Read, Cook, Love
Book launches by local authors Picoult, Wolfe and McCloskey, Penny
READ: True to her Upper Valley roots, internationally known author Jodi Picoult is launching her new novel, The Book of Two Ways, with a virtual event via the Norwich Bookstore on Tuesday, September 22 at 8:00 p.m. In a conversation with Brit Bennett, Picoult “will discuss her inspiration for the novel, her experience researching ancient Egypt and archeology, what it’s been like adjusting her writing routine in our strange new world, and much more.”
Picoult recently gave a shout-out to the Norwich Bookstore and Still North Books and Bar for their indie spirit and support of local writers. In a letter to the Valley News, she opined that virtual book events are, and need to be, only a temporary solution; the loss of sale of the actual books hurts authors and bookstores alike. She cited the example of a Zoom tour event for bestselling-author Erik Larson (Devil in the White City, and more recently, his portrait of Winston Churchill in The Splendid and the Vile), that garnered 1,000 attendees but resulted in the sale of only 6 books.
For now, however, it’s the best we’ve got and all of us—writers, readers, and bookstores—are grateful. Tickets to Picoult’s Zoom presentation on September 22 can be obtained for $35 for a signed copy of the book through Norwich Bookstore and perhaps the chance to star on Zoom by asking an on-camera question. Details here.
COOK: Also on September 22, at 7:00 p.m., two Upper Valley authors, Heather Wolfe and Jaynie McCloskey are talking food with the launch of a new cookbook whose title says it all: Sustainable Kitchen: Recipes and Inspiration for Plant-Based, Planet-Conscious Meals.
“The science is so strong, the body of evidence so significant in support of plant-based eating for the health of both people and planet. Our job in this book was to create nutritionally balanced recipes that are easy and enjoyable to cook, while also making it delicious and desirable to eat a plant-based diet,” say Wolfe and McCloskey.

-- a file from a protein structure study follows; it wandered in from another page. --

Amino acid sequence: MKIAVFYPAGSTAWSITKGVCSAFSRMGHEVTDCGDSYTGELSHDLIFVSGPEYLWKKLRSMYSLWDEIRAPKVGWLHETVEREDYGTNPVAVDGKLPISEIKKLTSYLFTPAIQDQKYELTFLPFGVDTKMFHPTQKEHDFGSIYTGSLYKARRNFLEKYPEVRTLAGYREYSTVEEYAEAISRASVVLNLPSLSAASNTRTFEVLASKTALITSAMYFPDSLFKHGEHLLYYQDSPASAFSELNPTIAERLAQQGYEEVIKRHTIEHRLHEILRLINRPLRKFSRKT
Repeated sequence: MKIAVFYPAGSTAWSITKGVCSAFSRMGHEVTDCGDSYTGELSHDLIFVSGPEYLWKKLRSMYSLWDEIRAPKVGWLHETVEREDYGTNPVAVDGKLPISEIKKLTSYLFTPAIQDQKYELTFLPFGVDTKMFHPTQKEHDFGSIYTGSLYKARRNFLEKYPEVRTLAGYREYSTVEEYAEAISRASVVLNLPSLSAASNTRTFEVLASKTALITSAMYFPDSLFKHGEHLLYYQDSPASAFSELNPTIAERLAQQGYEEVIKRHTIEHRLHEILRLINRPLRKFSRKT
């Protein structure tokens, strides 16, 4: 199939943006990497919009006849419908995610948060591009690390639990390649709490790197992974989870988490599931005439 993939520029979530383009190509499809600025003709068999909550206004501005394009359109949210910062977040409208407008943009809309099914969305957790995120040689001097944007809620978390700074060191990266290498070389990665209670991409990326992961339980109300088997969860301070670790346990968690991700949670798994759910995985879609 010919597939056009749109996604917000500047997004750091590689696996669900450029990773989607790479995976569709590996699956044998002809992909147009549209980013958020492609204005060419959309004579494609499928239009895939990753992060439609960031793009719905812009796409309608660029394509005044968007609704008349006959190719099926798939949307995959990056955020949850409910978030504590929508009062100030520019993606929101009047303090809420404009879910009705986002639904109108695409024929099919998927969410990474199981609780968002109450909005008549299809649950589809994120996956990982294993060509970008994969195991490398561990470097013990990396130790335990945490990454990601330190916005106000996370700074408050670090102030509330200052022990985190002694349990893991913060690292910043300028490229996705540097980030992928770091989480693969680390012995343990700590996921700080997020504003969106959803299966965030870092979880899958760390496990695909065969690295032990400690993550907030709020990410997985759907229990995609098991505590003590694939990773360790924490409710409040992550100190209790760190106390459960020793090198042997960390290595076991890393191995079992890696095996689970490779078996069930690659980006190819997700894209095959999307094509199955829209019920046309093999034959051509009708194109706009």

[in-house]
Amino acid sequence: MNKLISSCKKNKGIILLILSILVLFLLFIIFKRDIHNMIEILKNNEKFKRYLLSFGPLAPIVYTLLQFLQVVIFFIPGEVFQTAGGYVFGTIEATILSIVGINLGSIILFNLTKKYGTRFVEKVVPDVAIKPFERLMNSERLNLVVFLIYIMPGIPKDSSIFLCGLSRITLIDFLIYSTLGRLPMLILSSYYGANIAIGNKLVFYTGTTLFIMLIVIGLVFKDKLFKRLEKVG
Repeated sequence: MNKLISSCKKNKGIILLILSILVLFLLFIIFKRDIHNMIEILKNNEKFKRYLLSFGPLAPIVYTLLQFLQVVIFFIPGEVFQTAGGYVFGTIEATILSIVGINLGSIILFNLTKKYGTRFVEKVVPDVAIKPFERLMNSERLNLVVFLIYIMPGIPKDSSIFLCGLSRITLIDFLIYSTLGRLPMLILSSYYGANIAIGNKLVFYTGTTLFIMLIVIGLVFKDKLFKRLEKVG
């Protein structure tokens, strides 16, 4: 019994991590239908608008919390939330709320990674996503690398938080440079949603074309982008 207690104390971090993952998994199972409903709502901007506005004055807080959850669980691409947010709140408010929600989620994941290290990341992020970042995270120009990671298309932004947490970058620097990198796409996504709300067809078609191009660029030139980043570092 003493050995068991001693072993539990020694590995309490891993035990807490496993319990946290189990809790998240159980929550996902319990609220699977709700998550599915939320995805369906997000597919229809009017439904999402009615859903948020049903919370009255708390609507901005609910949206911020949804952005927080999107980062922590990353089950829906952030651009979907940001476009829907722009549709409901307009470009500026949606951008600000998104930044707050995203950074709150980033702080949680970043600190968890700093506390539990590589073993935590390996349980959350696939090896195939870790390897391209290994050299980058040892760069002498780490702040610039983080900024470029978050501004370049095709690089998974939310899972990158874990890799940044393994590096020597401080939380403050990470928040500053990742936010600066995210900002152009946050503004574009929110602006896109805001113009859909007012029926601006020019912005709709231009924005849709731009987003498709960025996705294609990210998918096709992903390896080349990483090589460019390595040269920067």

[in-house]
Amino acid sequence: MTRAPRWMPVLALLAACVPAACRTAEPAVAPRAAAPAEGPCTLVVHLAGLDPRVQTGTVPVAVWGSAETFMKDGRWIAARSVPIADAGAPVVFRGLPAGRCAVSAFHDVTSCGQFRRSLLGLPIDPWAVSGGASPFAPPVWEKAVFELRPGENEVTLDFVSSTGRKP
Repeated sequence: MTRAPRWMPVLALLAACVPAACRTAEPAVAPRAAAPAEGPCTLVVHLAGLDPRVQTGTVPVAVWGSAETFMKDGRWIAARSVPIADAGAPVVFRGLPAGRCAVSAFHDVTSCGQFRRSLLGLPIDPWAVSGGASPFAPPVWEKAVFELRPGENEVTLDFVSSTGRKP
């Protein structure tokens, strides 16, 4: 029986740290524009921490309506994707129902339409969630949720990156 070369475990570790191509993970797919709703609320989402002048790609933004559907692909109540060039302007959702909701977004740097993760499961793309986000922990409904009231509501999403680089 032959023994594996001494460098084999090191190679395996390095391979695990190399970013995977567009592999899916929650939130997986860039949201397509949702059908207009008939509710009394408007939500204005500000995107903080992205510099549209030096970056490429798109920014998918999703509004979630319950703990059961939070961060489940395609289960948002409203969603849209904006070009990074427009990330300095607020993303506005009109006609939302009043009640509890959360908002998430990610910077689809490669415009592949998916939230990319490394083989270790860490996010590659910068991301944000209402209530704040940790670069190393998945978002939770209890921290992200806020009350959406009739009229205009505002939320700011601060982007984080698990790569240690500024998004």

Send an e-mail to email@example.com to receive an invitation to attend on Zoom.
LOVE, and intrigue, in the City of Light: Renowned and beloved writer Louise Penny loosely qualifies as a local author as her hometown of Knowlton lies just slightly north of the border in Quebec’s Eastern Townships. Moreover, if like me you’re an incurable reader of her Armand Gamache series, you’ve already spent a significant part of your years living in the fictional village of Three Pines.
Penny’s latest book, All The Devils Are Here, hits so many spots, not the least of which is the itch to be somewhere other than home, and in particular, the one place in the world for which I will risk air travel as soon as possible. It’s a family reunion for the Gamache family in . . . Paris (!), where Armand awaits the birth of a grandchild and tries to patch up a mysterious rift with his son Daniel.
Of course there’s a murder or two, and frankly, in the way of those mysteries where everyone is not who they seem, I got just a little lost in the plot at times. Who cares? The Saint-Germain and Marais quartiers breathe in vivid detail that could have been written only by someone who loves the city and has trod those very cobblestones. And the story begins in the garden of the Musee (“The Gates of Hell”) Rodin, where once upon time, a young Armand considered proposing to his sweetheart, Reine-Marie.
Just recently released, the book is available everywhere. Make a bookseller’s day and buy local at Still North Books and Bar or The Norwich Bookstore.
(Photo, top, of Jodi Picoult, courtesy of Jodi Picoult; photo, center, courtesy of Norman Williams Public Library in Woodstock, VT; photo, bottom, by Susan B. Apel)
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Sadly, I finished The Devil Is Here last week, another delightful melange of haute cuisine and whodunit mayhem and confusion, and how could I not think of you, my friend? So glad that you are also a devotee of Ms. Penny so could enjoy her homage to your favorite city!